Big power's Smart Solar initiative 'on track' for 2016

By JOHN HOWELL The Daily Fray
December 21, 2015 6:54 pm

UPDATED (12/29) | Consumers for Smart Solar and a solar amendment drive that is the brainstorm of big Florida utilities is closer than ever to gaining a spot on the 2016 ballot. “Suffice it to say, we are on track,” Smart Solar spokeswoman Sarah Bascom said.

Smart Solar had 519,583 signatures Tuesday, according to the state Division of Elections. The utility-funded petition was spawned in July to oppose Floridians for Solar Choice, which favors direct competition with electric companies. But Solar Choice is less than halfway home with 273,280 verified signatures and is now involved in a federal lawsuit against a petition-gathering firm.

The initiatives need 684,149 verified signatures by Feb. 1 for a spot on ballot.

“We are on track to collect the necessary petitions to make the ballot,” Bascom said in an email.

Smart Solar is under review by the Florida Supreme Court and legal briefs are expected by Jan. 11.

Solar Choice leaders announced a “strategic pivot” Dec. 18 in a yearlong amendment drive involving more than 65 politically diverse interest groups and a statewide network of volunteers. According to Solar Choice, 2018 might be a better target — and it might also be too late.

“If [Smart Solar] does get on the ballot — if there’s even a possibility that it would do that — I think it would likely not pass,” said Stephen Smith, head of the Southern Alliance for Clean Energy and a Solar Choice founder.

Smart Solar’s initiative stresses existing consumer rights and allows Floridians with solar equipment to generate power for their own use. Solar Choice’s proposal allows entrepreneurs to install and generate up to 2 megawatts of solar and also sell electricity to neighboring homeowners and businesses. Only utilities can sell power under current Florida law.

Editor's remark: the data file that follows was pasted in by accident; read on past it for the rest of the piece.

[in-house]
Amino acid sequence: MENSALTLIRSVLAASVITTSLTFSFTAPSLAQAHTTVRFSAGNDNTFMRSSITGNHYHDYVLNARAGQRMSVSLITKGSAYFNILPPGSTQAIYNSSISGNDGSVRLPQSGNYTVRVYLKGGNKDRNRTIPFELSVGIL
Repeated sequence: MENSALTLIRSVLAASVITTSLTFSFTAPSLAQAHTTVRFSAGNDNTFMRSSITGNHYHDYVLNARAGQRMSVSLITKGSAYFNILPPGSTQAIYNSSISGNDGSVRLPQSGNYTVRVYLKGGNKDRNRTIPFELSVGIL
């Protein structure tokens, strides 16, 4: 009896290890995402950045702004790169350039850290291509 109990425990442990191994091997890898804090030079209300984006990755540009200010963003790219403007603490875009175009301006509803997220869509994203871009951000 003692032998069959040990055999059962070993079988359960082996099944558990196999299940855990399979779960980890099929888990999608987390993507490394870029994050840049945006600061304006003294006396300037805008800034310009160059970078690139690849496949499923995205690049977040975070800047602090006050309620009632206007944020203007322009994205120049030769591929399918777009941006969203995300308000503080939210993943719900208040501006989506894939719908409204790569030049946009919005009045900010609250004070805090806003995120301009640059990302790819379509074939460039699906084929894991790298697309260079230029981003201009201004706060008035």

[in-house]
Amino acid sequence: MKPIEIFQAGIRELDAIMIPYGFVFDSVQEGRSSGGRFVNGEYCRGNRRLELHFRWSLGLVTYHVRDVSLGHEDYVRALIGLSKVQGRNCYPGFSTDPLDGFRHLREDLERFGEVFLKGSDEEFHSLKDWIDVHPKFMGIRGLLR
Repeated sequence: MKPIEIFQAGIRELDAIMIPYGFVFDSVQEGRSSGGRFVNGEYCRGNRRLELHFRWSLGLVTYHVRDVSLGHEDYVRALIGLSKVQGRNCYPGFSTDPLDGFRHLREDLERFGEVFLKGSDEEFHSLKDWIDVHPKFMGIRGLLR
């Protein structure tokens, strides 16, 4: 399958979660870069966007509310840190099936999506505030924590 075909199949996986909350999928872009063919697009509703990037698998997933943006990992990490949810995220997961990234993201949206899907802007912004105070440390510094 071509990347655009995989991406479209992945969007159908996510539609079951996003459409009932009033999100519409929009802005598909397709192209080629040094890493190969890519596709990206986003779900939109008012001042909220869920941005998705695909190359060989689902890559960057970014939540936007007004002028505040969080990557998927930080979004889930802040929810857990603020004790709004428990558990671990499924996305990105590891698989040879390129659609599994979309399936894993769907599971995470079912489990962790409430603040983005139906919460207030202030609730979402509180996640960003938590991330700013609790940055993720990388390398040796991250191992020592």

“The petition count on the Division of Elections website is an understatement of the amount of [unverified] petitions currently at local Supervisors of Elections offices that are being processed,” Bascom said.

Smart Solar’s initiative was sent to the Supreme Court Nov. 24. The court has already approved ballot language for Solar Choice’s initiative.

“We believe they will not get [approval],” Smith said. “We’re not at all confident the utility ballot measure is going to get on the 2016 ballot. We will oppose it vigorously before the [court].”

Solar Choice is involved in a payment dispute with PCI Consulting, a California firm that is reportedly holding up more than 200,000 unverified signatures, according to the News Service of Florida.

“We are not giving up [on 2016],” Smith said.

Power companies have contributed roughly $6 million to Smart Solar, making it the richest political committee in Florida in 2015.

Ballot signatures for Solar Choice and Smart Solar will be valid for 24 months.

Smith said Solar Choice used the past several weeks to discuss strategy with more than 65 coalition organizations and a statewide network of volunteers.

"We know that petitions are good for 24 months and valid for 2018, which gives us lots of options," Smith said. "Despite the [utilities] we are committed to bringing forward good policies that overcome the barriers to solar in the Florida market."


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